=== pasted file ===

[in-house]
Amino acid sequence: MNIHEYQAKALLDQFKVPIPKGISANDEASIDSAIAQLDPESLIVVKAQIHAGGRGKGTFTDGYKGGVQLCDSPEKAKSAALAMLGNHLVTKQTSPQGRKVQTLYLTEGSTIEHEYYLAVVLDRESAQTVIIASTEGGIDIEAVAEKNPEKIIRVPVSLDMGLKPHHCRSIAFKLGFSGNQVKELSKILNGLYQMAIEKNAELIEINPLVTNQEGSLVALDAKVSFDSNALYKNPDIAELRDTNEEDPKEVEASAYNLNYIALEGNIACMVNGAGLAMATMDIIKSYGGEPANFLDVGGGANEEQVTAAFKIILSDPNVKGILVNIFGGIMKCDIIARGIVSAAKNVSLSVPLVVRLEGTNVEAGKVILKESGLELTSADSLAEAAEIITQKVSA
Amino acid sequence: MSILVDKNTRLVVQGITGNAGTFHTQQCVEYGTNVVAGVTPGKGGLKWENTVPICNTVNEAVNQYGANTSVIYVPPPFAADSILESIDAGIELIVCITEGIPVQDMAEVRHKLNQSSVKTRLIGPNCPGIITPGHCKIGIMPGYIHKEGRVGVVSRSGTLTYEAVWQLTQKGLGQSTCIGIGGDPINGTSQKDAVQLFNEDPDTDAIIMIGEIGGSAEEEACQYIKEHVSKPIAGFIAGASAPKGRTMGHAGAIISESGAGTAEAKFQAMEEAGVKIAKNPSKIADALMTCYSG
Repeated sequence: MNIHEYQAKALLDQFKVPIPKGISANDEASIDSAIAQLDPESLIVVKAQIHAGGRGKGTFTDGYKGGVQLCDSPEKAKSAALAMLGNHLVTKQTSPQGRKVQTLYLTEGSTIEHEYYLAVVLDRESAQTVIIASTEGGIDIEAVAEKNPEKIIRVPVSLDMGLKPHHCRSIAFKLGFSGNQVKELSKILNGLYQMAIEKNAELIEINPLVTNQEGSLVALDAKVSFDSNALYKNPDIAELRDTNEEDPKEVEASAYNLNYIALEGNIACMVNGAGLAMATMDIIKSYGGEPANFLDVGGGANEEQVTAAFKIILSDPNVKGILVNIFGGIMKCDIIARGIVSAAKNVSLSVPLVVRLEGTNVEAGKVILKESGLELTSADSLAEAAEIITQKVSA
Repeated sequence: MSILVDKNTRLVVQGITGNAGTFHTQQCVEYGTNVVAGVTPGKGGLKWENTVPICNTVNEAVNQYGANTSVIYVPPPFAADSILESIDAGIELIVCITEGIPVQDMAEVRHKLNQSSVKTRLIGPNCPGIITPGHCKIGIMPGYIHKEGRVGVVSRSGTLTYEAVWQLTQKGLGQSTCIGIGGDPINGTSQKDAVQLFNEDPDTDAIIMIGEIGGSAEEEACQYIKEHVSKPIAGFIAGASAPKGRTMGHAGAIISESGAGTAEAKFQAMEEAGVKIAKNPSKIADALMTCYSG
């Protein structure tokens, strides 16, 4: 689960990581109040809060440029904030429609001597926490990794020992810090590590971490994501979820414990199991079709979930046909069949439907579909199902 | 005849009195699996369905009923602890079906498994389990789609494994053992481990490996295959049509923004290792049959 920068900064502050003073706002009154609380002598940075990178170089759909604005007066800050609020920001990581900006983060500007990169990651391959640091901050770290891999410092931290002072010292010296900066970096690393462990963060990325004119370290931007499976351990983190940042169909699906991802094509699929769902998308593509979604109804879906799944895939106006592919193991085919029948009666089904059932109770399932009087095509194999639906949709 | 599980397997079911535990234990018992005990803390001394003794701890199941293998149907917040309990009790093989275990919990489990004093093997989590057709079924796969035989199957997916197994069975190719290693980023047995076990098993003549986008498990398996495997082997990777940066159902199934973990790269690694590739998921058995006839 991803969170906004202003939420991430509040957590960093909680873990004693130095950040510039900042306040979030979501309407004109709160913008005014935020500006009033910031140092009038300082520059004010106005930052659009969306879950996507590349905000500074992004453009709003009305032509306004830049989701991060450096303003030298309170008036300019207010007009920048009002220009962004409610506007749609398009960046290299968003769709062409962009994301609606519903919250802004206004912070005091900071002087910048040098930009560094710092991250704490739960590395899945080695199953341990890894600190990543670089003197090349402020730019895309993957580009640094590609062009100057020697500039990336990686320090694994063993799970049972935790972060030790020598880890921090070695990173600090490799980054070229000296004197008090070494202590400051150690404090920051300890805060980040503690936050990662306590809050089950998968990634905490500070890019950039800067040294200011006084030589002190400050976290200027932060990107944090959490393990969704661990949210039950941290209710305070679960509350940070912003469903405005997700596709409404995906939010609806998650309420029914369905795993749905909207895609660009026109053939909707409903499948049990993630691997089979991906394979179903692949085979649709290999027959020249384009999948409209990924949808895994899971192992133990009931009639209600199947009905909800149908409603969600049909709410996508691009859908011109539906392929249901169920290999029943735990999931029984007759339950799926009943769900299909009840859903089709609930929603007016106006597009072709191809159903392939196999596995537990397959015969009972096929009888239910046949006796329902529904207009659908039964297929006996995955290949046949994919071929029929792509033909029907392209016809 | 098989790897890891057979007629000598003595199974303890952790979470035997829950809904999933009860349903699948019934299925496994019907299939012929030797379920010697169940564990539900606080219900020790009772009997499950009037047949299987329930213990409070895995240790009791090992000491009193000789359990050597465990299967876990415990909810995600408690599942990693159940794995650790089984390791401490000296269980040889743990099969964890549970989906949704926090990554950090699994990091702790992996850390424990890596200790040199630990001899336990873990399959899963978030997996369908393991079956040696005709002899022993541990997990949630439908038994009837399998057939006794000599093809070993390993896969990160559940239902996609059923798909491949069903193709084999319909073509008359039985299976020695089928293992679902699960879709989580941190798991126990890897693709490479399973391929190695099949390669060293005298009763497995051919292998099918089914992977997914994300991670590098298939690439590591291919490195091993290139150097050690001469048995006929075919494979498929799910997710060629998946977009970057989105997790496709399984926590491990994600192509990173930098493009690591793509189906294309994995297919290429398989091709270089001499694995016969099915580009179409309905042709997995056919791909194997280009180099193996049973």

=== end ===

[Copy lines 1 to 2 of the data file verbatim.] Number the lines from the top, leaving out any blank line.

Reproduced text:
[in-house]
Amino acid sequence: MNIHEYQAKALLDQFKVPIPKGISANDEASIDSAIAQLDPESLIVVKAQIHAGGRGKGTFTDGYKGGVQLCDSPEKAKSAALAMLGNHLVTKQTSPQGRKVQTLYLTEGSTIEHEYYLAVVLDRESAQTVIIASTEGGIDIEAVAEKNPEKIIRVPVSLDMGLKPHHCRSIAFKLGFSGNQVKELSKILNGLYQMAIEKNAELIEINPLVTNQEGSLVALDAKVSFDSNALYKNPDIAELRDTNEEDPKEVEASAYNLNYIALEGNIACMVNGAGLAMATMDIIKSYGGEPANFLDVGGGANEEQVTAAFKIILSDPNVKGILVNIFGGIMKCDIIARGIVSAAKNVSLSVPLVVRLEGTNVEAGKVILKESGLELTSADSLAEAAEIITQKVSA